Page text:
Volume 48, Issue 2 - March/April 2009
Does Your Software Interface with Your Vendors’?
Before Saginaw Lumber Sales in Guilderland Center, N.Y., had a sales-ordering system that interfaced with its window vendors, Donna Kelly and other employees had to type orders manually. This produced errors and used a lot of time that could have been better used to sell products.
The company found a faster solution for its ordering system with Computer Associates Inc.’s (CAI) Ponderosa software. The software interfaces with its vendors’ software in the ordering process, with the exception of one vendor who isn’t computerized yet.
“CAI uses a test file from the window vendor and Saginaw pulls it into a CAI sales order,” explains Kelly. “It’s very easy and takes no time at all. The same text file can be pulled into a purchase order once again, saving time for Saginaw employees and reducing errors.”
CAI isn’t the only software that distributors and dealers use that interfaces with vendors’ software.
Window Classics in Hollywood, Fla., uses DMSi’s Agility product. Chief financial officer John Armbrust can’t imagine working without it to order product.
“Our Marvin window interface to Agility has been a major life saver. It has eliminated double entry and has helped us keep up during our company’s growth periods,” Armbrust says. “We stepped out of the dark ages with Agility and its seamless Marvin interface.”
The software allows the company the ability to offer special customer pricing, print pick up and delivery tickets, or track orders.
“With our business consisting of 99 percent special orders, the Agility and the Marvin interface has helped us keep our inventory on hand to a minimum, yet provide better service by issuing purchase orders directly from our manufacturers’ order acknowledgment for non-stock items,” adds Armbrust. “We’ve noticed a time-savings in every order, regardless of complexity.”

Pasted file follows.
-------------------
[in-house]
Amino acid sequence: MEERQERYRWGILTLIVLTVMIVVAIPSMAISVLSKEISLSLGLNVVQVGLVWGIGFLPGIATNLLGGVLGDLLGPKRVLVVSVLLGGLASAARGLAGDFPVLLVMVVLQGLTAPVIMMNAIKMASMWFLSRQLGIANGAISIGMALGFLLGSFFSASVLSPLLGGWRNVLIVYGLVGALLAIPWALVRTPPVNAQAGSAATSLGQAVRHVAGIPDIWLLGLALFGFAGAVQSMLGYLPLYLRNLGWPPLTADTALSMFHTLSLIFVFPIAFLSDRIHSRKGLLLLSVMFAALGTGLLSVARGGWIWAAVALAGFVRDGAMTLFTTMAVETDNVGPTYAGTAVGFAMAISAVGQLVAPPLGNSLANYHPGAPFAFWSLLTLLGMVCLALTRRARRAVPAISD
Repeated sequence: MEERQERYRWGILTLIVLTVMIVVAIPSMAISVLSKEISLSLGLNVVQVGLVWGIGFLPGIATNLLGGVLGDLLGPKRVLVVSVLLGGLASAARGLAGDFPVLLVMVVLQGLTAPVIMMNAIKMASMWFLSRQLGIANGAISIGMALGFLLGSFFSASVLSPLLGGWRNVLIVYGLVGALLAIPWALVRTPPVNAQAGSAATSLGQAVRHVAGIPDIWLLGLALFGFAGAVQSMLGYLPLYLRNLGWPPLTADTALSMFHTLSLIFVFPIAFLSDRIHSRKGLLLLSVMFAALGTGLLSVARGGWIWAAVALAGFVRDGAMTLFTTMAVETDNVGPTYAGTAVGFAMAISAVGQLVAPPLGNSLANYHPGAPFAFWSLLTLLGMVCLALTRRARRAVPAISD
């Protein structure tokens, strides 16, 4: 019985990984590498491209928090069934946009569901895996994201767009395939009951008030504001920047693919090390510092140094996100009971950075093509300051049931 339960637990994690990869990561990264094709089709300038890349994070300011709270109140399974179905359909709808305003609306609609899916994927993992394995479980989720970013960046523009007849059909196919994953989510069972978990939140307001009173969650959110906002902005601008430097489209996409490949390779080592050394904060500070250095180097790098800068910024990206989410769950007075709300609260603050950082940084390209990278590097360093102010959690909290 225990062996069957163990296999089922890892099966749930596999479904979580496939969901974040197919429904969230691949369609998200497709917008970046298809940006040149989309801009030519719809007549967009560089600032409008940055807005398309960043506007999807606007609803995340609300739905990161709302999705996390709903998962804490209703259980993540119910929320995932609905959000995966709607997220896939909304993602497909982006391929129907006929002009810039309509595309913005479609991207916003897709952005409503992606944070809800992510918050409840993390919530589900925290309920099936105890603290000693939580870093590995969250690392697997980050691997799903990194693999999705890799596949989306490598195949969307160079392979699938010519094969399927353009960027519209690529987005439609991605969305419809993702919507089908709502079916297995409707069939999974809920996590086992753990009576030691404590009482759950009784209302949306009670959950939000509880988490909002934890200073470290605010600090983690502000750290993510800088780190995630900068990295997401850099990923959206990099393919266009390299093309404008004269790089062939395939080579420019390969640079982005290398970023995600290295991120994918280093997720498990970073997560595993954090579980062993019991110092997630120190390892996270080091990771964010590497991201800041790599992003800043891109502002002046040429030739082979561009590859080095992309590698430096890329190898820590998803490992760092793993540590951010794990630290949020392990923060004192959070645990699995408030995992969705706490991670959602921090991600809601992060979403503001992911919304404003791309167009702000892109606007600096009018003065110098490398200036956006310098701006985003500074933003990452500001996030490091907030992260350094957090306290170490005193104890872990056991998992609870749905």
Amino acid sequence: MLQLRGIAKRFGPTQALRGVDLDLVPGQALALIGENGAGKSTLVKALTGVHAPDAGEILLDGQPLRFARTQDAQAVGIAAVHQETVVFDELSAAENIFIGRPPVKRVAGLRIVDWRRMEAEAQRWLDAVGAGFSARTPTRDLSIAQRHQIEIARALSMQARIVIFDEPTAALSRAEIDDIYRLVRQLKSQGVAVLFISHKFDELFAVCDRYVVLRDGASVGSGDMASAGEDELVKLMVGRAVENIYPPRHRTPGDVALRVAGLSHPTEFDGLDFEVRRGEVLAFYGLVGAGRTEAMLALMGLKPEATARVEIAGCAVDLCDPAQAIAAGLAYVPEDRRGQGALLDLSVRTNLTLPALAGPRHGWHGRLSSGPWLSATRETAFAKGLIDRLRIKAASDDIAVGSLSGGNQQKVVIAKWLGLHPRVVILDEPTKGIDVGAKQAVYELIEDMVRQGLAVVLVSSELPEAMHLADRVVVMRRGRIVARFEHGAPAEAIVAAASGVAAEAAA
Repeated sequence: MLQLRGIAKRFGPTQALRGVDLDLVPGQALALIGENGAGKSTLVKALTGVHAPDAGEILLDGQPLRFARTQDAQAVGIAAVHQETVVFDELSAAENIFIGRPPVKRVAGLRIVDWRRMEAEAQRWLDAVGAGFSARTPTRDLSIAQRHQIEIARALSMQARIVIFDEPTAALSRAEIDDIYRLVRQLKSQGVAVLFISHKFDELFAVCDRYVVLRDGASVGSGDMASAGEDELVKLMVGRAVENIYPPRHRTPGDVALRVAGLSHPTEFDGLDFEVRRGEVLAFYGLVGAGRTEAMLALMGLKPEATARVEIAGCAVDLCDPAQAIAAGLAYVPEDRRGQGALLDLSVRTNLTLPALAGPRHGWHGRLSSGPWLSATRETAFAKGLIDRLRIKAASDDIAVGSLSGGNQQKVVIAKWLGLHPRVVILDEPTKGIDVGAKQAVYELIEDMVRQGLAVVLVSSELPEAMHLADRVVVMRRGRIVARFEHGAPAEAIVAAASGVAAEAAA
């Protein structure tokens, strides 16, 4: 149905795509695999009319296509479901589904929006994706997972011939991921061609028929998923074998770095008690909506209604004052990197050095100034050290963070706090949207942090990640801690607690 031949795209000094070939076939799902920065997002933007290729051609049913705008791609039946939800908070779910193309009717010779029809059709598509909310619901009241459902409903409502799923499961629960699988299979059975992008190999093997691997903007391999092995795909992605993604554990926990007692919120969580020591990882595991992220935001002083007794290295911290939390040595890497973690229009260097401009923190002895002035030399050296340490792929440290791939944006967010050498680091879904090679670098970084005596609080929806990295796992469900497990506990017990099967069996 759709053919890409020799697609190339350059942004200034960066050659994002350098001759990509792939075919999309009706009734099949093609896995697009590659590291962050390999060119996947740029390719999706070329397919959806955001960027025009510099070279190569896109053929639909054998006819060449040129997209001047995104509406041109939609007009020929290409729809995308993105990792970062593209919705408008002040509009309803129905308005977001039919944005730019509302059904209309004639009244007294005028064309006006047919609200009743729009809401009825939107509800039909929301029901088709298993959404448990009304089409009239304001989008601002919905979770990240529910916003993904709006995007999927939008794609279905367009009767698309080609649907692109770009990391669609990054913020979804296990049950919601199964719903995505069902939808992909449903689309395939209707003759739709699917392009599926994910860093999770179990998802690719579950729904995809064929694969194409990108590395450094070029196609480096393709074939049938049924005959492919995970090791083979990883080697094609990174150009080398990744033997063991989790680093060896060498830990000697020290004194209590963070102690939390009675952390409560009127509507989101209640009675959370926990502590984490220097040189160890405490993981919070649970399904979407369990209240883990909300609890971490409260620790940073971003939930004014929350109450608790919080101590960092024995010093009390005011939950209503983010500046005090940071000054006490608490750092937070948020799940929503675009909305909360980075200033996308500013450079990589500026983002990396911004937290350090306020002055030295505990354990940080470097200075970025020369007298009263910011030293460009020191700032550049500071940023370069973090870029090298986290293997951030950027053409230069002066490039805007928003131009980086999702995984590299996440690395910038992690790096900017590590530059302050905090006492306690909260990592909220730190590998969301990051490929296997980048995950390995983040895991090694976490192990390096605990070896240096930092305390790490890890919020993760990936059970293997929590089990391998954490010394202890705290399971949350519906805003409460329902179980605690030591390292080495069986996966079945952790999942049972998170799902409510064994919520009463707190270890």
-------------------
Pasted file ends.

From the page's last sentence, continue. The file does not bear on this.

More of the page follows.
WoodWare Systems of Cordova, Tenn., created a Marvin window interface for Bethlehem, Pa.-based millwork distributor Reeb Millwork in Bethlehem, Pa., so that employees no longer had to key-in all the orders and purchase orders manually.
“It took five people full-time to keep up with just getting the orders in so customers could be billed,” says Karen Conover with Reeb Millwork. “With the interface, one person processes all the orders and a second does the purchase orders.”
Some Vendor Opinions
Both distributors and their window vendors want interfaces that make it easy to buy product with software.
“We use the software to provide an online quoting tool we call ‘Therma-Tru Quote’ or ‘TTQ’ for short,’” explains William Wagner, go-to-market technology business manager.
“We use several home-grown web applications built upon a .Net architecture. We have a ‘customer portal’ which provides a conduit for customers to workflow through processes, view reports, retrieve documentation and execute on-line queries representing a variety of internal systems. We have the ‘electronic price guide’ which takes customized data from door shops and presents a pre-formatted output available to publish to dealers, builders and contractors who buy Therma-Tru products through those door shops.”
Atrium Companies Inc. uses a proprietary, web-based program, Atrium Wizard. With this program, customers can generate quotes and process orders.
“Additionally, our customers may provide the quoting portion of the program to their dealers to use with their customers. However, only our customer, the distributor, is allowed to enter an actual order,” says Chris Reilly, director of marketing communications and replacement programs. “The system calculates each customer’s cost and allows them to adjust their selling price (and margin) accordingly.”
Computer software is rarely without problems.
Kelly says that CAI has been pro-active in correcting any software glitches. “Window vendors update their software which can cause problems on our end. We call CAI and they make an adjustment, and we are off and running in a very short period of time.”
But hiccups aside, having software that interfaces can make business more efficient.
“The gain in efficiency … has been more than worth the effort. Our employees are most pleased with their increased productivity,” Conover says.
Kelly mirrors this statement. “We think this [ordering] process is a dream come true, so until we are out of the honeymoon phase, I can’t imagine how to improve the process.”
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